First of all, I cannot reiterate enough that Emory Douglas’s book is genius, amazing, and inspiring. The work he has done as a Black Liberationist and Black Panther is truly remarkable and has deeply influenced the direction of my own work. In addition, Emory Douglas eats a vegan diet. However, what is striking to me as someone who is a critical race , black feminist, and critical vegan scholar, I noticed throughout his work that Douglas depicts cops as ‘bacon’ and ‘pigs’.

I know that everyone changes throughout life and what we ate or believed in at 30 may differ drastically at 40, then 50, etc. So, I’ve been wondering about Emory Douglas’ vegan dietary practice and if this practice has changed his thoughts on he having used pigs as a way to demonize and depict the police state of the USA in the 1960s and 1970s. I wonder what he’d say about it; if he still agrees with his use of pig images to protest racialized state violence against Black people. (See a few of many images depicting cops as pigs, in the book below).

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I’ve also been thinking a lot how the consumption of pigs, among ‘conscious’ Black people who no longer eat animals, has long been associated as being a ‘filthy’ and ‘low’ animal; that many ‘conscious’ Black people working hard to decolonize and liberate Black people have chosen to not eat pigs because they believe they are ‘dirty animals’…. as opposed to the belief that eating pigs is cruel because of the suffering that pigs go through as a commodity in the mainstream food system of the USA. There seems to be a speciesist vegan dietary element to this logic; quite a contradiction in many ways. But, I want to dig deeper and I don’t want to dismiss the brilliant work of Black liberationist who think this way about pigs and human consumption.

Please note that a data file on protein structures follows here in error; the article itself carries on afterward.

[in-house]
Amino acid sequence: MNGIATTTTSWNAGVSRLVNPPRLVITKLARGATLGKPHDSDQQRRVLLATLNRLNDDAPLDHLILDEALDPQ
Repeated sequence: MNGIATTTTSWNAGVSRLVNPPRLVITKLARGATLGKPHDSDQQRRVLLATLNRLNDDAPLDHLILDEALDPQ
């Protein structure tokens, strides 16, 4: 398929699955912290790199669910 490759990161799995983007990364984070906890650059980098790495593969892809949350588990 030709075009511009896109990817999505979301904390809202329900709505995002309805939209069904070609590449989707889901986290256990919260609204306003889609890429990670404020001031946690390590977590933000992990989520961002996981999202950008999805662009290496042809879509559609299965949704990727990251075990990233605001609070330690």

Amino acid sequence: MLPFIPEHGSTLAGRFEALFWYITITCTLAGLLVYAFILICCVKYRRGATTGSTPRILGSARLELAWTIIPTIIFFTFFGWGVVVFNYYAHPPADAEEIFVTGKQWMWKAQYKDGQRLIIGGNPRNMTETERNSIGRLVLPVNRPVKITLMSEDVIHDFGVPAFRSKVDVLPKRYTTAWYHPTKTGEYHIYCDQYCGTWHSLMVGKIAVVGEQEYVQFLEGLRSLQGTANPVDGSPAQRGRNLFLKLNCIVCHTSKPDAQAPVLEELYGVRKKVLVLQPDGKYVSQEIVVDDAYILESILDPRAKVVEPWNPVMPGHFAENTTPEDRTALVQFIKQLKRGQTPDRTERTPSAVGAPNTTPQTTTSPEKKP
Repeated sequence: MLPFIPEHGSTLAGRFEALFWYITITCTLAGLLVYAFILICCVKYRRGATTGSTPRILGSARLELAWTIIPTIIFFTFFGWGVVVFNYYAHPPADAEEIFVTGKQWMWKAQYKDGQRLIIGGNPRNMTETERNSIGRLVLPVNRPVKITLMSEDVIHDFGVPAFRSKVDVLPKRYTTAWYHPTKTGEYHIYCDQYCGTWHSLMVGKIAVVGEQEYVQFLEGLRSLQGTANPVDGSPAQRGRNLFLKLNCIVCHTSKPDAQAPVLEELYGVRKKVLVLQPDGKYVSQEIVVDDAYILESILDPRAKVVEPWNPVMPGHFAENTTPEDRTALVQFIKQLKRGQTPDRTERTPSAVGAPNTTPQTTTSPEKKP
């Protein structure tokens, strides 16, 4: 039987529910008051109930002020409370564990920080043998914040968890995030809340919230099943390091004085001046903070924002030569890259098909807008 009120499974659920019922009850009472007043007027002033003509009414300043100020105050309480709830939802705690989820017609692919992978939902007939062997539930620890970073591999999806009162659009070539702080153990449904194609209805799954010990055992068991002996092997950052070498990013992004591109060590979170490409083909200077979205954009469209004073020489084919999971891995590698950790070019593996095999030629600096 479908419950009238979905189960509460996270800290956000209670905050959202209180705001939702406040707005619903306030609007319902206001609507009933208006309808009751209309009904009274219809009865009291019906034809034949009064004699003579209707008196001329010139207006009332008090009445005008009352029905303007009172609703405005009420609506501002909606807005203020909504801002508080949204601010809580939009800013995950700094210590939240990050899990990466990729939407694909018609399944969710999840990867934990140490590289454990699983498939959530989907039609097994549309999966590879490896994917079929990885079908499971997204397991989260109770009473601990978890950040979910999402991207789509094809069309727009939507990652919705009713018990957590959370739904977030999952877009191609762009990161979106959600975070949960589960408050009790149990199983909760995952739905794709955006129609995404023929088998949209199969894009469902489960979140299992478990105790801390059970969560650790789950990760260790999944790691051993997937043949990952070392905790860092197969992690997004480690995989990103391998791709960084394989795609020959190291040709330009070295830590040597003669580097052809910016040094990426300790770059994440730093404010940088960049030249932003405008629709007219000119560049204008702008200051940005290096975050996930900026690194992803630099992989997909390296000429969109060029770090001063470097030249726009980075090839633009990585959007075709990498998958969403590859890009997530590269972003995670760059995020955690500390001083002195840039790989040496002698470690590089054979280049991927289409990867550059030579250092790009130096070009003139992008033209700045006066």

I hope to continue to think through Emory’s work and figure out a way to talk about the significance of his work through a vegan praxis of Black Lives Matters… Emory, if you are reading this, please let me know if you’d be interested in talking about this for the Sistah Vegan Conference, which is online in April: The Vegan Praxis of Black Lives Matter.

Hey folk out here, if what I have written above has got your wheels turning, then I hope you will join us, support us, donate to us, and/or sponsor the upcoming Sistah Vegan hosted online conference, The Vegan Praxis of Black Lives Matter. During the conference, I hope we can talk more about the meaning of Emory Douglas’ work (maybe even by way of Emory himself), the use of pig imagery in resisting racist police state, consuming a vegan diet, and the difficult contradictions we all often find ourselves in; after all, many of us as Black Lives Matter activists of color– vegan and non-vegan–  are still practicing the decolonization of our minds around internalized racism as well as speciesist notions of ‘the place of the animal’; it is a continuum and I want to build on Douglas’ work, not dismiss or start honing in only on the images of ‘cops and pigs, pigs as cops.’ His work– and many of the Black Panthers who have written about Black Liberation (many who were not vegetarian or vegan) have deeply influenced the direction of my work in a positive manner. I’m about ‘building’ on this, acknowledging possible weaknesses or methods that may not apply now, and moving forward while not forgetting about the past!